My challenge: Saving for big-ticket items
After graduating from college in 2003, I moved into an apartment in Philadelphia with a roommate and got a job. But I was young and didn't know how to manage cash flow. I racked up thousands of dollars in past due bills and credit card debt.
It became really stressful and was a wake up call to either figure things out or make more money. My parents helped clear my debt, and the last thing I charged on my credit card was a new laptop. But I put myself on a payment plan right away. I projected the day I would become debt free: it was 18 months away.
But now it's been three years and since that day, I haven't used a credit card at all. It was hard at first, and I have had to make a paradigm shift to really figure out how to anticipate and prepare for expenses before I have them.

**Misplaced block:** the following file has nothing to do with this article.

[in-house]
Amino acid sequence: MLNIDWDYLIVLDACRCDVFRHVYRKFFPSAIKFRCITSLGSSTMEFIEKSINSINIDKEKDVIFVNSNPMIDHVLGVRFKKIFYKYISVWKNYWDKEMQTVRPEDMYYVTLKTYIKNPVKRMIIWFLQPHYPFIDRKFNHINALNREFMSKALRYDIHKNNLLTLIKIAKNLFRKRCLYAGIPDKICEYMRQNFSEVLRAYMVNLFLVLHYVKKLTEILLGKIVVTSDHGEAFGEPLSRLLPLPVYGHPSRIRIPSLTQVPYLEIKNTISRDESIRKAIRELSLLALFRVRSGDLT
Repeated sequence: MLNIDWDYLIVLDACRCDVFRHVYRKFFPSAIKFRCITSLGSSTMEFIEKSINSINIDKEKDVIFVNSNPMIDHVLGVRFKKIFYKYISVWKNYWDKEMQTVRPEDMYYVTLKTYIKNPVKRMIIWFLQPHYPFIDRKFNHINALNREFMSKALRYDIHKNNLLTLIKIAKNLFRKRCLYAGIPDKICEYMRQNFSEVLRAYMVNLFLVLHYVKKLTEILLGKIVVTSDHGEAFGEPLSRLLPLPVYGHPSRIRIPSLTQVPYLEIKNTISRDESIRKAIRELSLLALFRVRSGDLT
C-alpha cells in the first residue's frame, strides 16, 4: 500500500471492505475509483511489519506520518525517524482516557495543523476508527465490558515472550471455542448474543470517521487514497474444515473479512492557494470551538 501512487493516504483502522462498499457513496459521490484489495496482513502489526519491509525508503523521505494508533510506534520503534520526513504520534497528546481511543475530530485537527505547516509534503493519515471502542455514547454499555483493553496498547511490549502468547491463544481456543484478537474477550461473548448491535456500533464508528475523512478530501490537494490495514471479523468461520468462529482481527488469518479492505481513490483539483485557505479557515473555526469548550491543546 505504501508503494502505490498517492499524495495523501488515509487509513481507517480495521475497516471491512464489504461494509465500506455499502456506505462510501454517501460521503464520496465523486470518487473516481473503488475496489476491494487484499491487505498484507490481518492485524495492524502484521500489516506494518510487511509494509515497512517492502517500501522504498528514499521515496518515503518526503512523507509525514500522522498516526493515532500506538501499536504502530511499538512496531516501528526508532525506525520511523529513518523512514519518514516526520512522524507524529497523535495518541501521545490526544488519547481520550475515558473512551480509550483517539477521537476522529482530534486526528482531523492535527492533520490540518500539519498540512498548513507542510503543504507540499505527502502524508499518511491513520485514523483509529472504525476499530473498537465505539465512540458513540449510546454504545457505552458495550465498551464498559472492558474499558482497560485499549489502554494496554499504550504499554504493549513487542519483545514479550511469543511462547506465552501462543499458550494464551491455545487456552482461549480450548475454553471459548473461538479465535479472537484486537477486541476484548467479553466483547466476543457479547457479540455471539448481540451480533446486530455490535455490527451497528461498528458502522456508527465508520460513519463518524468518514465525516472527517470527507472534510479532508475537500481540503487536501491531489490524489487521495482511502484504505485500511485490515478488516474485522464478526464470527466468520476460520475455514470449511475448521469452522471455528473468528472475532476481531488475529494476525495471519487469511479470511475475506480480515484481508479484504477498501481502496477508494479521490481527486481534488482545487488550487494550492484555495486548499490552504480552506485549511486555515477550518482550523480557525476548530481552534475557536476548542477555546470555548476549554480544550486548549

My solution: I'm a goal-oriented person, so what works for me is to open up different savings accounts for every purchase goal I have. It's a concept I read about called incremental savings.
I have several ING Direct savings accounts (they don't require a minimum balance) that I use to save for various things: emergencies, a house, car repairs, vacation, electronics (I really like gadgets) and furniture. I have a certain amount automatically withdrawn from every paycheck to start saving toward each goal.
It's basically a credit card in reverse. Instead of having what I want now and owing the cost plus interest, I delay gratification for peace of mind. When I own it, I own it.
NEXT: Dawn Tulman